Why Teens Get Hooked On Cocaine More Easily Than Adults
New drug research suggests that teens may get addicted and relapse more easily than adults because developing brains are more powerfully motivated by drug-related cues. This conclusion has been reached by researchers who found that adolescent rats given cocaine - a powerfully addicting stimulant - were more likely than adults to prefer the place where they got it. That learned association endured: Even after experimenters extinguished the drug-linked preference, a small reinstating dose of cocaine appeared to rekindle that preference - but only in the adolescent rats.
The research, performed at McLean Hospital, Harvard Medical School's largest psychiatric facility, was reported in the April issue of Behavioral Neuroscience, published by the American Psychological Association.
Evidence that younger brains get stuck on drug-related stimuli reinforces real-world data. Epidemiological studies confirm that of people in various age groups who experiment with drugs, teens are by far the most likely to become addicted. Thus, the new findings may be useful in developing new treatments for youthful addiction.
In the study, psychologists Heather Brenhouse, PhD, and Susan Andersen, PhD, who directs McLean's Developmental Psychopharmacology Laboratory, introduced rats that were 38 or 77 days old (equivalent to 13 or 20 human years) to an apparatus with one central and two larger side chambers that had different flooring, wall colors and lighting. For three days in a row, the researchers injected the rats with saline solution in the morning and placed them in one side chamber for an hour. Four hours later, they injected them with a preference-forming dose of cocaine (either 10 or 20 mg per kg of weight, to assess two doses known to be habit-forming) and placed them in the opposite-side chamber for an hour. Conditioning this way kept the rats from associating the symptoms of withdrawal with the non-drug chamber.
On Day 4, the researchers let the rats freely explore the entire apparatus in a drug-free state for 30 minutes, to test for "conditioned place preference" for the chamber where they got cocaine. Brenhouse and Andersen calculated how long each rat spent in the drug-paired side relative to total time spent on either side. They repeated the procedure every 24 hours until each animal's place preference was extinguished, when the time they spent in the drug-paired chamber was cut in half - suggesting no lingering preference for either side.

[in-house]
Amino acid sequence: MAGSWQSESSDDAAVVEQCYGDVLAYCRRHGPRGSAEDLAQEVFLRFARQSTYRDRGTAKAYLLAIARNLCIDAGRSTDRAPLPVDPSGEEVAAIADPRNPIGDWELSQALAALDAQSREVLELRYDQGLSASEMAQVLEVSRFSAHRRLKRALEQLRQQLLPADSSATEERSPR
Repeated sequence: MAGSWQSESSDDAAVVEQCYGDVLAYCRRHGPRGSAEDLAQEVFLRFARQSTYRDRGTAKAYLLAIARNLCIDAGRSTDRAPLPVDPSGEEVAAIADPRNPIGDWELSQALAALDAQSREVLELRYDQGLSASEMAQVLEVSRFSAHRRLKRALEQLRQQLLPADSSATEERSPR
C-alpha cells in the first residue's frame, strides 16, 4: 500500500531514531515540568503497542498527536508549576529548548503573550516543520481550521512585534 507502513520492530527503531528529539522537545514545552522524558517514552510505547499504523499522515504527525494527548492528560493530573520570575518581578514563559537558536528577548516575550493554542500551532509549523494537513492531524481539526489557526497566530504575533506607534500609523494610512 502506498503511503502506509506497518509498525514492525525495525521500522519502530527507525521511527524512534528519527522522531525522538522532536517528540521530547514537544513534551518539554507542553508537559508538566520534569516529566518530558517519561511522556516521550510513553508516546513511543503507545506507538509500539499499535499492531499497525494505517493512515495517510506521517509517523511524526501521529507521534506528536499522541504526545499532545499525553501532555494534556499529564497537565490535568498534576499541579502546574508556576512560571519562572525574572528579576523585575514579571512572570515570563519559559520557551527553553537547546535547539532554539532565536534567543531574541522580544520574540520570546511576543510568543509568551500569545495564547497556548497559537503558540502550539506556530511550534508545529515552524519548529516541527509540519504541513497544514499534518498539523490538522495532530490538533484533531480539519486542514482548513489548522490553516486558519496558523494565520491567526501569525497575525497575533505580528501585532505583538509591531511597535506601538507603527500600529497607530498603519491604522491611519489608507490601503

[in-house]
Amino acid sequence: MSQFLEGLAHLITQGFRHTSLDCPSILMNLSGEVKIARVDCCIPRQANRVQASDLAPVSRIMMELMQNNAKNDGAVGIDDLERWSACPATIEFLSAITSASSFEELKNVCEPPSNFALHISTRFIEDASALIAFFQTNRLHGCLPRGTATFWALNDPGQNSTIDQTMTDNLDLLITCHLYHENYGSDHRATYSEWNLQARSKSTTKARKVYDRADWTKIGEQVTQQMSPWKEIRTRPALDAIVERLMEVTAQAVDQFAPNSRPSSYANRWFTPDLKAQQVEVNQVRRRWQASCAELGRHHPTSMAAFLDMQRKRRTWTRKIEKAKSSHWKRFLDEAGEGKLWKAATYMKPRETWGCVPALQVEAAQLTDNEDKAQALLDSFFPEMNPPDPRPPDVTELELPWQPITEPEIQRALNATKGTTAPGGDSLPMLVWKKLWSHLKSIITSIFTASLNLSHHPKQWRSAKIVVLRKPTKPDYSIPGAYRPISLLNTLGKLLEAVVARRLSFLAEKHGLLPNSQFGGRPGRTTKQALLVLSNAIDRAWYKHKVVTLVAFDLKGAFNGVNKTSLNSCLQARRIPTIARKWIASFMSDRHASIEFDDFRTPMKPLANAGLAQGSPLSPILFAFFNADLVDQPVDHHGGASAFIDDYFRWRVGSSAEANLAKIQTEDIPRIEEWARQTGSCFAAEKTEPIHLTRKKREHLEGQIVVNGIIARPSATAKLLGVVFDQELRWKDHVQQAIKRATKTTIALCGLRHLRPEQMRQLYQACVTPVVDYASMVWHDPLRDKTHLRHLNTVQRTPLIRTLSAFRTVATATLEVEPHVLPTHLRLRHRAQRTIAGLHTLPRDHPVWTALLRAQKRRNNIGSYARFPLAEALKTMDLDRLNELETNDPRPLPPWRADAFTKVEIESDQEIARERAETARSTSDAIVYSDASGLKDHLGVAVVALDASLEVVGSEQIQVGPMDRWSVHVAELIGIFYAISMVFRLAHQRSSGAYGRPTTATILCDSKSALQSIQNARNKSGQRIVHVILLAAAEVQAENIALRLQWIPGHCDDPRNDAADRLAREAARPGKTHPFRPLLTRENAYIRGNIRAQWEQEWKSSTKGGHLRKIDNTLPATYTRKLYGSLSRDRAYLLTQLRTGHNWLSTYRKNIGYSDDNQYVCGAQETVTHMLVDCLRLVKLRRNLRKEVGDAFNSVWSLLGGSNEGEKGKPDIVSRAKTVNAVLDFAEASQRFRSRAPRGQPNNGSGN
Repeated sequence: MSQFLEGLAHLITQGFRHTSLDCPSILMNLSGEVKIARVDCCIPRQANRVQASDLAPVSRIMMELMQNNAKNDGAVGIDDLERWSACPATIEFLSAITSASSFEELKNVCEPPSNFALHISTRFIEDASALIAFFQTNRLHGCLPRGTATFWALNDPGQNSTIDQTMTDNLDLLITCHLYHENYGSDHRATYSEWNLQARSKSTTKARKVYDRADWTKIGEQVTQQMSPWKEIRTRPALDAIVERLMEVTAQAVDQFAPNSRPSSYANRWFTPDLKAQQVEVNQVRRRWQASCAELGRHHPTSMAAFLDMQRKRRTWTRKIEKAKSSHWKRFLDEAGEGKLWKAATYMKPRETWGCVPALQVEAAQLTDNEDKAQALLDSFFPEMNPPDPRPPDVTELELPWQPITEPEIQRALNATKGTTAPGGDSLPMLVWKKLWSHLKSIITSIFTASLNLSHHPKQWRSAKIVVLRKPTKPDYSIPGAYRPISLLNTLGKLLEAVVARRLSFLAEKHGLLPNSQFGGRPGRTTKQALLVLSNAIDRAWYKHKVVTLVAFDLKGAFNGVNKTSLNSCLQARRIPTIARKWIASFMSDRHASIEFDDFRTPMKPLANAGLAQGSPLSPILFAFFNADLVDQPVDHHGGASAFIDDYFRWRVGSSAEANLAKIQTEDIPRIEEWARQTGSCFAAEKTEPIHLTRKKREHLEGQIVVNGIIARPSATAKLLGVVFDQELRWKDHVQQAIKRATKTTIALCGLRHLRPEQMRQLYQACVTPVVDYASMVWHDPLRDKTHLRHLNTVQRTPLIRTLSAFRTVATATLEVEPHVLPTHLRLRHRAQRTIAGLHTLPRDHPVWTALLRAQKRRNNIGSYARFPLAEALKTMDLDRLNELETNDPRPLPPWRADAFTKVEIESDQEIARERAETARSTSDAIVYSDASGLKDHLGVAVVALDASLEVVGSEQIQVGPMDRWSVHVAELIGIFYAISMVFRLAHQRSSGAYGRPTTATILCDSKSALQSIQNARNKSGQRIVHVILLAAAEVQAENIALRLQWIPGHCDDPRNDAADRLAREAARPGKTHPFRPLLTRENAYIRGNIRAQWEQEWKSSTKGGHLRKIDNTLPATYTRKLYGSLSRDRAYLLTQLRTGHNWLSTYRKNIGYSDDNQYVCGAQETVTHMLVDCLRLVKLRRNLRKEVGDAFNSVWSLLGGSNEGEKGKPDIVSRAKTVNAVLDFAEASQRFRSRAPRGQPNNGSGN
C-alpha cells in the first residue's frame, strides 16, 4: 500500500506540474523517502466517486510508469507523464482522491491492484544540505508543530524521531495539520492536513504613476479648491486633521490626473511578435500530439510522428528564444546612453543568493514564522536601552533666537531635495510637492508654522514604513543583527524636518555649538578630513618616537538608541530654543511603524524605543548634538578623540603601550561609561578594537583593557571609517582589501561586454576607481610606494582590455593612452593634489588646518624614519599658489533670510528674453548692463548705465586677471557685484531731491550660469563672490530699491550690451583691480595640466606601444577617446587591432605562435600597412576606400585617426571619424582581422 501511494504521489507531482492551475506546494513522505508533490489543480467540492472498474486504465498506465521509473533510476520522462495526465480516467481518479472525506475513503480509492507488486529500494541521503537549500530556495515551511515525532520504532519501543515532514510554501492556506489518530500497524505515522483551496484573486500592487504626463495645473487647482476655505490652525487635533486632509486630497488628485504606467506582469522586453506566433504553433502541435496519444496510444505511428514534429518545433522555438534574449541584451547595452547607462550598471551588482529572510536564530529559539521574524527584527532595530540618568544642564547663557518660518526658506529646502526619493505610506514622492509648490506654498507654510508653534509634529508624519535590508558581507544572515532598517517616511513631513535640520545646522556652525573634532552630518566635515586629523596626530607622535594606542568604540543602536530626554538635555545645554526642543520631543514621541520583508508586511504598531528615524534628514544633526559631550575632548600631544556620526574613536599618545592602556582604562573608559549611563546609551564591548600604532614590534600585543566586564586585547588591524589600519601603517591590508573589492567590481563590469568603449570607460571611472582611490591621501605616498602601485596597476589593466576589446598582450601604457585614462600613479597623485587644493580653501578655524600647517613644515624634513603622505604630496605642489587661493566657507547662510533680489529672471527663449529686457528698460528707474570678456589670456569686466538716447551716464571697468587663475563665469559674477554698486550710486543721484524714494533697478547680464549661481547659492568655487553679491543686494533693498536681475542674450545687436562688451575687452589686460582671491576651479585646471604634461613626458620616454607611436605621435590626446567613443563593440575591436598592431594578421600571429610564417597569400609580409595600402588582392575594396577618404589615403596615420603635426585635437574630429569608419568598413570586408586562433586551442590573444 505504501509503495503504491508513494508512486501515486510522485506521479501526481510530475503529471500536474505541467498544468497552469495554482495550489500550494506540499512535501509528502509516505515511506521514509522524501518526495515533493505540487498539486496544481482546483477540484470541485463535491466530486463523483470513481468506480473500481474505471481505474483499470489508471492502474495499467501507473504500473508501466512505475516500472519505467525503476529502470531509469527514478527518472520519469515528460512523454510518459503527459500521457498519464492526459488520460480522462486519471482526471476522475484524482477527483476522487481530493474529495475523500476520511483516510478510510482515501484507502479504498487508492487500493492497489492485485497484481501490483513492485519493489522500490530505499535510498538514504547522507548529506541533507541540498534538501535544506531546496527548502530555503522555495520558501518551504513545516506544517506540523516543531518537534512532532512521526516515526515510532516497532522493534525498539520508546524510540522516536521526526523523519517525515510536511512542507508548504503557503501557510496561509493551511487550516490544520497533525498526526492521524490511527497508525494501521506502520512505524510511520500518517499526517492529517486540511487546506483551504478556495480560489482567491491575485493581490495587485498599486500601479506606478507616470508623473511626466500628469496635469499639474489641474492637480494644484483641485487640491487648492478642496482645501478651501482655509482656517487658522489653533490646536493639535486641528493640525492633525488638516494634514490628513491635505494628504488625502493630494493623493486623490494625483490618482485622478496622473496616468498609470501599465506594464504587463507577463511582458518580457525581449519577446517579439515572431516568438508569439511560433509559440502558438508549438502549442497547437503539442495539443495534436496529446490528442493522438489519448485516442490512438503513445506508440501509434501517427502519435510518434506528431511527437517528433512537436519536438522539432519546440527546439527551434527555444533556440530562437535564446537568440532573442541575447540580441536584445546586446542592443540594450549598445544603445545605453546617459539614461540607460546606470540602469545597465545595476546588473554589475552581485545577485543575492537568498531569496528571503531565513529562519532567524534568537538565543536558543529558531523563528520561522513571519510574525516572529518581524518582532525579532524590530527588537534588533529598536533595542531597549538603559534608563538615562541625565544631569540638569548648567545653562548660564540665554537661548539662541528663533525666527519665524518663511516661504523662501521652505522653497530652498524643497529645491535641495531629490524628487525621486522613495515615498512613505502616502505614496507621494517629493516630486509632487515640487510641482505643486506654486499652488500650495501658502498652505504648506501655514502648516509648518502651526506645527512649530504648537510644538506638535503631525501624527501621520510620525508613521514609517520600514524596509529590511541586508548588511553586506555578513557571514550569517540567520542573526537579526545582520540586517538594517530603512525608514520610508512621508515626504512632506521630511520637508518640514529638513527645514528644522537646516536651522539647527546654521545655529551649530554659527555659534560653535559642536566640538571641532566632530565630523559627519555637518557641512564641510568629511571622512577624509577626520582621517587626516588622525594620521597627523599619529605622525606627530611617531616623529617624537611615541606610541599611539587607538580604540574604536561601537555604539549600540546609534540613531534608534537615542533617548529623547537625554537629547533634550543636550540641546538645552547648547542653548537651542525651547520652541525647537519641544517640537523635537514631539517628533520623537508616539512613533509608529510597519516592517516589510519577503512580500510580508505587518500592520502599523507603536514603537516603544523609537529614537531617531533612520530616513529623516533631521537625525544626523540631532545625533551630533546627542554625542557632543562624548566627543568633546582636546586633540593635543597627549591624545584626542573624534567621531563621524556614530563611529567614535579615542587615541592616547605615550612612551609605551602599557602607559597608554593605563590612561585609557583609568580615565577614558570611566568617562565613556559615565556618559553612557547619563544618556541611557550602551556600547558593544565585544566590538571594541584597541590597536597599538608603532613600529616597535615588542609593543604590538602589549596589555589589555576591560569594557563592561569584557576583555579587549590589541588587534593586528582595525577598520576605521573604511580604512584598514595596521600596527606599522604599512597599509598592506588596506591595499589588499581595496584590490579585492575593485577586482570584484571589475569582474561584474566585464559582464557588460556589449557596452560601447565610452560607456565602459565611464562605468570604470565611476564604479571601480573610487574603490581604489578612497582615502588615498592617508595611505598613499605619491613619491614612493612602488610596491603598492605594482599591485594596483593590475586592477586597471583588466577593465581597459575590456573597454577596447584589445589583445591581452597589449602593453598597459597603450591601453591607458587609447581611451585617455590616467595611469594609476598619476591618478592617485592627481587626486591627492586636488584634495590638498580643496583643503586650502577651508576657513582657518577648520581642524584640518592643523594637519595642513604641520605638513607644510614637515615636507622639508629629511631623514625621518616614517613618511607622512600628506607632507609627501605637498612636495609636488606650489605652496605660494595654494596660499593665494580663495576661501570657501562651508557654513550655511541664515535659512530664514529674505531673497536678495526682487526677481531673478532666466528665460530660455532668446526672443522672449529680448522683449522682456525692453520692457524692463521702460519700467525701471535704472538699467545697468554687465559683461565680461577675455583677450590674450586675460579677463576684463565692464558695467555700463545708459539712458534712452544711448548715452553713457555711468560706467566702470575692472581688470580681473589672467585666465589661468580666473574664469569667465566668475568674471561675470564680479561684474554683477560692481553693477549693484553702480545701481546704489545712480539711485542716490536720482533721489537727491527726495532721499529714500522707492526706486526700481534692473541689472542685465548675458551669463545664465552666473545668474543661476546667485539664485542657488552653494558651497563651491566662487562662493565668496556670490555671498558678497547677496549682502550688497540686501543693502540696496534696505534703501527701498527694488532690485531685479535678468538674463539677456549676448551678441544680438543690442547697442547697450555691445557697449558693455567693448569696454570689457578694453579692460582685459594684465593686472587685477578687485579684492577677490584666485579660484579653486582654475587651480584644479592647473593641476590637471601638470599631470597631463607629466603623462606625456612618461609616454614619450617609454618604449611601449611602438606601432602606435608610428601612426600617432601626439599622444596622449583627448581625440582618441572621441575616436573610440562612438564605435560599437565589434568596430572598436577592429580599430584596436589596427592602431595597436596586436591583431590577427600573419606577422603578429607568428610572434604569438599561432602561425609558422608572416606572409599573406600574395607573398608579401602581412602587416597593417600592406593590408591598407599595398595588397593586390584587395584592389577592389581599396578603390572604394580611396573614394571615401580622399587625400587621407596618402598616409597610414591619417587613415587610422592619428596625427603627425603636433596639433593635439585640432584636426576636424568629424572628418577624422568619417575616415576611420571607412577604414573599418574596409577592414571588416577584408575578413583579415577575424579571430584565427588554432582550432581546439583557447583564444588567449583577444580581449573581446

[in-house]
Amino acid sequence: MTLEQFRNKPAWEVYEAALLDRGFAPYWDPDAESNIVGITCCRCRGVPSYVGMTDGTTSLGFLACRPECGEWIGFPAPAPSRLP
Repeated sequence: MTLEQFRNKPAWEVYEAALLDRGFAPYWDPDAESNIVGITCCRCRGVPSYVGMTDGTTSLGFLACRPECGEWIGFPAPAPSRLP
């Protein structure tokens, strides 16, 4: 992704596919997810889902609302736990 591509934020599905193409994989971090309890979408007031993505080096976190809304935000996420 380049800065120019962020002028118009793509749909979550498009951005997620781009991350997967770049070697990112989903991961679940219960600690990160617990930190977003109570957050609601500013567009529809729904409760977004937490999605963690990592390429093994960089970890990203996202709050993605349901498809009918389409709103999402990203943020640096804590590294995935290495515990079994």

Relative to adults, adolescent rats required around 75 percent more trials to extinguish a preference for the place where they were given the drug.
After each rat's last extinction trial, the researchers waited 24 hours, injected a low 5 mg/kg "priming" dose of cocaine, and put it back in the apparatus to test for place preference. During this test for "reinstatement" of extinguished preferences, adolescent rats showed a significantly greater renewed preference than did adults for the drug-paired chamber. Those that had originally learned on a 10 mg/kg dose of cocaine showed 40 percent greater reinstatement than the few adult rats that showed a place preference at the lower dose.
Interestingly, both adolescent and adult rats who were conditioned at the 20 mg/kg dose renewed their place preference to a similar degree. Brenhouse and Andersen view this as a sign that adolescents form stronger memories for even less potent rewards. Thus, they wrote, "Adolescent vulnerability to addiction involves robust memories for drug-associated cues that are difficult to extinguish." They speculate that the context of drug use is more salient to adolescents, perhaps because the frontal cortex is still developing.
Brenhouse and her fellow researchers found in prior studies that during adolescence, dopamine - a neurotransmitter that signals "reward" - may trigger more focused messages traveling from the frontal-cortex area involved with learning to a central area involved with reward and addiction. This biochemical express lane, which appears to fade as the brain matures, may result in the adolescent brain's capacity for building stronger memories for rewarding stimuli -- including the people, places and events associated with addicting drugs.
This heightened salience, say Brenhouse and Andersen, "may require atypical strategies for drug abuse intervention during the adolescent period, such as extended treatment that involves substitution with different rewards, for example, exercise or music." Brenhouse wonders whether teens may learn best when rewards are involved. "Harnessing their acute ability to learn well and form strong associations with stimuli that predict rewards may be helpful," she says. "In addition, it may be important to realize that adolescents might need longer treatment programs."